Hmm, your examples with "bagnati" are correct, but keep in mind that in those cases "tutto" is being used with an adjective rather than a noun. The examples I gave are with a noun, and it does specify that they should agree with the subject. However, now that I'm looking into it, I'm finding about the same frequency of use for "siamo tutto orecchi" and "siamo tutti/tutte orecchi" (the idiom isn't that common in the third person, which, combined with the overlap in verb forms, makes searching for examples with "they" difficult). So in practice it looks like it goes either way.
I don't think that the distinction between "tutto orecchi" and "tutt'orecchi" is consistently recognized in practice, if it does exist. Googling "tutto orecchi" I found this quote that plays off of the two meanings, but uses the same form for both (from https://books.google.com/books?id=lHZ3s16JV8UCpg=PT85lpg=PT85dq=%22sono+tutto+orecchi%22source=blots=fYVUXeTW_1sig=rHfwBCJ5GJ1IW6kwUv3pL7511s4hl=ensa=Xved=0CE0Q6AEwB2oVChMIrK7Xx_nYxgIVChw-Ch2_uAyN#v=onepageq=%22sono%20tutto%20orecchi%22f=false):
"Chieda pure" replicò Andrea con tono confidenziale. "Sono tutto orecchi!"
"Già, tutto orecchi...come lui!" ripetè fissando gli incredibili ciuffi di pelo che fuoriuscivano dalle enormi orecchie di Pierclaudio.
The majority of the results, at least on the first few pages, meant "I'm all ears" as in "I'm listening/paying attention." There were a couple that were clearly playing with the idea of being physically all ears (like in the quote above, or in a picture of an elephant), but as far as I can tell "sono tutto orecchi" and "sono tutt'orecchi" are interchangeable.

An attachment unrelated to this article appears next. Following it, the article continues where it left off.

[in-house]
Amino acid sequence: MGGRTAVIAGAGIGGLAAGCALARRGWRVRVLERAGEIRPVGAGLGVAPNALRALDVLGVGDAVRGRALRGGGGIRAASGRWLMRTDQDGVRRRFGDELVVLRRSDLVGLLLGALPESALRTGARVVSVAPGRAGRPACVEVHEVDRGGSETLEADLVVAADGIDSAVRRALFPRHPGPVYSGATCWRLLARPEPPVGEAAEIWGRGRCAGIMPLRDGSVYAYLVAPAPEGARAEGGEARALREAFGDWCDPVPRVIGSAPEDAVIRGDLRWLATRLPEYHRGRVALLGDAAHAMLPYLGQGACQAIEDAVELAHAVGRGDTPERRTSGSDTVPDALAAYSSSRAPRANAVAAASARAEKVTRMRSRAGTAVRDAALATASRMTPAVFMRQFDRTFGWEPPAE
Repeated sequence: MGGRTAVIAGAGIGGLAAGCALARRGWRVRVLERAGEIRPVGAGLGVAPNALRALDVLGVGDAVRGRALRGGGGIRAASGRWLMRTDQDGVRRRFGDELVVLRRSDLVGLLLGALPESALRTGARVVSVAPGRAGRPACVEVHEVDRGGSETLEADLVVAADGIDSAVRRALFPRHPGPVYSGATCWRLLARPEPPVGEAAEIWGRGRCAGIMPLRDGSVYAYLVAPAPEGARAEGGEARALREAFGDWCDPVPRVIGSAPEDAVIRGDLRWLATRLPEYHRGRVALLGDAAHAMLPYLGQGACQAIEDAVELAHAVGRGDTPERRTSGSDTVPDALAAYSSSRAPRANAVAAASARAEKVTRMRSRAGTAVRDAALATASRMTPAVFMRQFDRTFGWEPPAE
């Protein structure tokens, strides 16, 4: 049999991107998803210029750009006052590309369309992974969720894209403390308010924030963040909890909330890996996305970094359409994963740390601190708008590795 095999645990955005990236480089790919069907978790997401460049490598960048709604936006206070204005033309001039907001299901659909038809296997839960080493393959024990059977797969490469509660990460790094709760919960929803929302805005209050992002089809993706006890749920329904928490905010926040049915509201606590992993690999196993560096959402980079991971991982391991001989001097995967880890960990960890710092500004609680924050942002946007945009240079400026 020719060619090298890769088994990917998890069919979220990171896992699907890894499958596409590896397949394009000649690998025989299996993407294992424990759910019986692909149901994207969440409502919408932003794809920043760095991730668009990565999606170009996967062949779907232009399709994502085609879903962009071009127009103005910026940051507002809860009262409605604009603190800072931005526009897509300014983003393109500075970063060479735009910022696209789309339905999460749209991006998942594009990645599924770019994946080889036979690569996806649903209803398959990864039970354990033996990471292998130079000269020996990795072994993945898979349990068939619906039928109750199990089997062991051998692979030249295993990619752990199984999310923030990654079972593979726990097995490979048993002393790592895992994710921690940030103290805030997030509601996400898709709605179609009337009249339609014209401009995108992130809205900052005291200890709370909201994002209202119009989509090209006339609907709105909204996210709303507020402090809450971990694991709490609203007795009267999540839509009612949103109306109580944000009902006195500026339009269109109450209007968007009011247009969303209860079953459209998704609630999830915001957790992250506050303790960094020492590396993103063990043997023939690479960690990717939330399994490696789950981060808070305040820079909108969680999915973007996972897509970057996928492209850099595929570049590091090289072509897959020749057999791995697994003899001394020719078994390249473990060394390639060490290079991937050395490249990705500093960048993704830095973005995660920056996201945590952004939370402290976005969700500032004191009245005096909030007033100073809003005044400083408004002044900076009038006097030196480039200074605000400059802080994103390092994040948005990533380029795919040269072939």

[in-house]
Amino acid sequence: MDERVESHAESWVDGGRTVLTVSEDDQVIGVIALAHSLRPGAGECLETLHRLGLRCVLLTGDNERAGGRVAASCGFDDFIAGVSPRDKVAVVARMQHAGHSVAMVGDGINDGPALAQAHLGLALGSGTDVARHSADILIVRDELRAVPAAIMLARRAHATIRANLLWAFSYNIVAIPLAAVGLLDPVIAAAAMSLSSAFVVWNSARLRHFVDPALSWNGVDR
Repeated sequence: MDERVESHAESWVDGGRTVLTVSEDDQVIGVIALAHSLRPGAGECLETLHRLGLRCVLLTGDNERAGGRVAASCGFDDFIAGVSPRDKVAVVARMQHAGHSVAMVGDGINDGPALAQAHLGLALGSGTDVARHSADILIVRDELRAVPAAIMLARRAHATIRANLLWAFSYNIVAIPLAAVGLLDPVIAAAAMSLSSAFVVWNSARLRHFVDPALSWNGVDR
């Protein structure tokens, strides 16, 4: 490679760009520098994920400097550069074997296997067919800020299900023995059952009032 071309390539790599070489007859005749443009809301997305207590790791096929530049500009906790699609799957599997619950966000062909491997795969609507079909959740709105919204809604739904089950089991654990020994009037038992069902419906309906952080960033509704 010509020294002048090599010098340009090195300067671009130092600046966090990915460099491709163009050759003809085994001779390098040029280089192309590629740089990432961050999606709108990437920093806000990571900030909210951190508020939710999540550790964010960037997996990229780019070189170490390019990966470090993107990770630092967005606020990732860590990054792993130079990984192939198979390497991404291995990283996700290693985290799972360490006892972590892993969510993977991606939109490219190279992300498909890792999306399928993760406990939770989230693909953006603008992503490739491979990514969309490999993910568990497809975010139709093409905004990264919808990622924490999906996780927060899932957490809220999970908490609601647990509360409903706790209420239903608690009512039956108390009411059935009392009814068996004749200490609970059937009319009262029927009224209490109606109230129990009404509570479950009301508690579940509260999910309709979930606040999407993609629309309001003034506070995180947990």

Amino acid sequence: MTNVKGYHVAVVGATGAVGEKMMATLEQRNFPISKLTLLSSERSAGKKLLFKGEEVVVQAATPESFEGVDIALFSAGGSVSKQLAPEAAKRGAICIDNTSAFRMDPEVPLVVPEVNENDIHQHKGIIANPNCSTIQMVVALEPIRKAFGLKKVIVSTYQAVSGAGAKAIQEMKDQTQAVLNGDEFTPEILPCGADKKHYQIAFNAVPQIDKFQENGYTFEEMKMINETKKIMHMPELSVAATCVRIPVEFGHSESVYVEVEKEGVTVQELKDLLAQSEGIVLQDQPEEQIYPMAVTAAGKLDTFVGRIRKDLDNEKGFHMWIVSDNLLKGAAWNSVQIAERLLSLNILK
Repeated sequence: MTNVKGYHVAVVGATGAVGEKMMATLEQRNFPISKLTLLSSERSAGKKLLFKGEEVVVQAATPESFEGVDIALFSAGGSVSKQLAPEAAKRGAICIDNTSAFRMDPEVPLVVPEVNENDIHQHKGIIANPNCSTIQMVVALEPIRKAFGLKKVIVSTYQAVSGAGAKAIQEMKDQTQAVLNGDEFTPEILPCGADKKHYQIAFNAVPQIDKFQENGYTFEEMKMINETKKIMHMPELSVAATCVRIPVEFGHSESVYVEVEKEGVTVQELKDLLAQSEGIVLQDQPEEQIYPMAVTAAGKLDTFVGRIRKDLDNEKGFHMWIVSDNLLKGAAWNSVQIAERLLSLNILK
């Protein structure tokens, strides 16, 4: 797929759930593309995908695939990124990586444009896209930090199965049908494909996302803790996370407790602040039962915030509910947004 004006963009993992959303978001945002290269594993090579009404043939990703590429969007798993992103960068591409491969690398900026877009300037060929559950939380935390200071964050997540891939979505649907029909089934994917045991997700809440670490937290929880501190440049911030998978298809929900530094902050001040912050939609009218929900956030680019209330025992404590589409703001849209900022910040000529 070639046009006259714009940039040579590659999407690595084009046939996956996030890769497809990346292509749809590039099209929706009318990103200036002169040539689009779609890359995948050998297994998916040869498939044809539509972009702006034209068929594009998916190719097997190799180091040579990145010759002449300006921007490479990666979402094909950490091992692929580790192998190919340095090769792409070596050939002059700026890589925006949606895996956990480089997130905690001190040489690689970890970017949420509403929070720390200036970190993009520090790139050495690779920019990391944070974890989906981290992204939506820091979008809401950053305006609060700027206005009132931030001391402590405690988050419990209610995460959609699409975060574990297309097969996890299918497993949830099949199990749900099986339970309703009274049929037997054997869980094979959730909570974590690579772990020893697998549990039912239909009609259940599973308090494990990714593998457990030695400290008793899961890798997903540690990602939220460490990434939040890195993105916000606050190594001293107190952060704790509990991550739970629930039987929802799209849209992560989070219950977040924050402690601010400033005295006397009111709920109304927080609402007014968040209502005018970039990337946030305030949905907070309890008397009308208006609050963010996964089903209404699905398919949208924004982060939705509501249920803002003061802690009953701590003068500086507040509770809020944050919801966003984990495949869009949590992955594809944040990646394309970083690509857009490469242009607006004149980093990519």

You have gone far out of your way to pursue this. I am grateful. If by some accident you come upon a definitive answer, I'd appreciate your passing it on. And I will of course reciprocate, if I should be so lucky. If life were always easy, it wouldn't be so much fun, would it? Grazie tanto.
I like grammar sleuthing. : ) If I find anything definitive, I'll let you know. I mostly just found stuff dealing with whether it should be "orecchi" or "orecchie," nothing particularly helpful here.
In portuguese we say an expression "sou todo ouvidos" for the situation "I pay attention..." I don't know if it is the same situation of this exercise.
Yes it's the same.
Same in Spanish too, as a matter of fact... Soy toda oídos
It's idiomatic and means that one is 'ready' even 'eager' to hear what someone has to say.
Why is "ears" conjugated here as "orecchi" when it is usually conjugated as "orecchie"?
In this particular idiomatic expression, "orecchi" is more common. In general, "orecchio/i" (masculine) and "orecchia/e" (feminine) are considered interchangeable, but for some reason the masculine "orecchio" is more common in the singular and the feminine "orecchie" is more common in the plural.
My dictionary just has orecchio (m) for singular and orecchie (f) for plural.
It exists in Swedish too! "Jag är idel öra." - "idel" being a slightly archaic word for "all".
Perhaps this odd bit of grammar can be explained by considering "ears/orecchi" as a collective noun in plural form, like "the people". "All ears" means listening intently, focusing laser-like on what's being said, as a solitary dedicated receptor of the words. Use of the singular adjective "tutto" with the plural vowel "orecchi" achieves this active transformation in mid-air. It both emphasizes that the listener is not distracted - is not listening out of one ear to something else - but has combined both ears (or all ears in a crowd for plural "sono") into one single unit of hearing.